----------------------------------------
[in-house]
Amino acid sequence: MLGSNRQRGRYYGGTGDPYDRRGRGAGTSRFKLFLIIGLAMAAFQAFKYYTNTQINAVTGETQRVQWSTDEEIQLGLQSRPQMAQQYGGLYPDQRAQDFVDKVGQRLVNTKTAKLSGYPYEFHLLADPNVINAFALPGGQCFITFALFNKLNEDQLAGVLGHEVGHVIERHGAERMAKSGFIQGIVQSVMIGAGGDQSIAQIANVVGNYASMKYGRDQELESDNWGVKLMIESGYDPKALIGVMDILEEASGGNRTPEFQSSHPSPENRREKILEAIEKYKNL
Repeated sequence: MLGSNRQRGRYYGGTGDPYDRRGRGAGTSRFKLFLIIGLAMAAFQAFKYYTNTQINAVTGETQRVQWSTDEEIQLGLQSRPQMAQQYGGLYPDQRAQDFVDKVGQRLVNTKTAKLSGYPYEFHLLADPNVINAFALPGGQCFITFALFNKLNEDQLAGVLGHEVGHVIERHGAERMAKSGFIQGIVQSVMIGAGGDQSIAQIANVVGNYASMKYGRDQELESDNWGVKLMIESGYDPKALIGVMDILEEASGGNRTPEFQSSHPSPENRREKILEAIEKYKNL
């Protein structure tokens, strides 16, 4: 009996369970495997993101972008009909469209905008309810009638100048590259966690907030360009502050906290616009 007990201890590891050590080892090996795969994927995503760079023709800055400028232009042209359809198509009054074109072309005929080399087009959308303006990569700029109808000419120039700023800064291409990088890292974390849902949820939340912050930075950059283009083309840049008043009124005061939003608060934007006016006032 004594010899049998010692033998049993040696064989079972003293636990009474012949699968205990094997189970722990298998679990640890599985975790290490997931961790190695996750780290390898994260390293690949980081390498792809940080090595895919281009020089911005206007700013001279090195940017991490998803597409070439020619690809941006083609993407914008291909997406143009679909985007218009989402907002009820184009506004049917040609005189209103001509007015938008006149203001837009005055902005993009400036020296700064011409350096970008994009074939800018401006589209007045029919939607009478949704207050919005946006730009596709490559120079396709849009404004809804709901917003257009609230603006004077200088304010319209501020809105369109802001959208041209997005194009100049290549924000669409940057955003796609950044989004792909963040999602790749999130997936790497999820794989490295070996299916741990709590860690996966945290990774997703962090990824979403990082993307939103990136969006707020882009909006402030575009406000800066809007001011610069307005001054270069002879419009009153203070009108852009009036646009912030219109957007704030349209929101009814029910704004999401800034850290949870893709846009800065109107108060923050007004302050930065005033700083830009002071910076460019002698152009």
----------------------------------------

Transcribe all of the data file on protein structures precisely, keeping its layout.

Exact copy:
[in-house]
Amino acid sequence: MLGSNRQRGRYYGGTGDPYDRRGRGAGTSRFKLFLIIGLAMAAFQAFKYYTNTQINAVTGETQRVQWSTDEEIQLGLQSRPQMAQQYGGLYPDQRAQDFVDKVGQRLVNTKTAKLSGYPYEFHLLADPNVINAFALPGGQCFITFALFNKLNEDQLAGVLGHEVGHVIERHGAERMAKSGFIQGIVQSVMIGAGGDQSIAQIANVVGNYASMKYGRDQELESDNWGVKLMIESGYDPKALIGVMDILEEASGGNRTPEFQSSHPSPENRREKILEAIEKYKNL
Repeated sequence: MLGSNRQRGRYYGGTGDPYDRRGRGAGTSRFKLFLIIGLAMAAFQAFKYYTNTQINAVTGETQRVQWSTDEEIQLGLQSRPQMAQQYGGLYPDQRAQDFVDKVGQRLVNTKTAKLSGYPYEFHLLADPNVINAFALPGGQCFITFALFNKLNEDQLAGVLGHEVGHVIERHGAERMAKSGFIQGIVQSVMIGAGGDQSIAQIANVVGNYASMKYGRDQELESDNWGVKLMIESGYDPKALIGVMDILEEASGGNRTPEFQSSHPSPENRREKILEAIEKYKNL
């Protein structure tokens, strides 16, 4: 009996369970495997993101972008009909469209905008309810009638100048590259966690907030360009502050906290616009 007990201890590891050590080892090996795969994927995503760079023709800055400028232009042209359809198509009054074109072309005929080399087009959308303006990569700029109808000419120039700023800064291409990088890292974390849902949820939340912050930075950059283009083309840049008043009124005061939003608060934007006016006032 004594010899049998010692033998049993040696064989079972003293636990009474012949699968205990094997189970722990298998679990640890599985975790290490997931961790190695996750780290390898994260390293690949980081390498792809940080090595895919281009020089911005206007700013001279090195940017991490998803597409070439020619690809941006083609993407914008291909997406143009679909985007218009989402907002009820184009506004049917040609005189209103001509007015938008006149203001837009005055902005993009400036020296700064011409350096970008994009074939800018401006589209007045029919939607009478949704207050919005946006730009596709490559120079396709849009404004809804709901917003257009609230603006004077200088304010319209501020809105369109802001959208041209997005194009100049290549924000669409940057955003796609950044989004792909963040999602790749999130997936790497999820794989490295070996299916741990709590860690996966945290990774997703962090990824979403990082993307939103990136969006707020882009909006402030575009406000800066809007001011610069307005001054270069002879419009009153203070009108852009009036646009912030219109957007704030349209929101009814029910704004999401800034850290949870893709846009800065109107108060923050007004302050930065005033700083830009002071910076460019002698152009």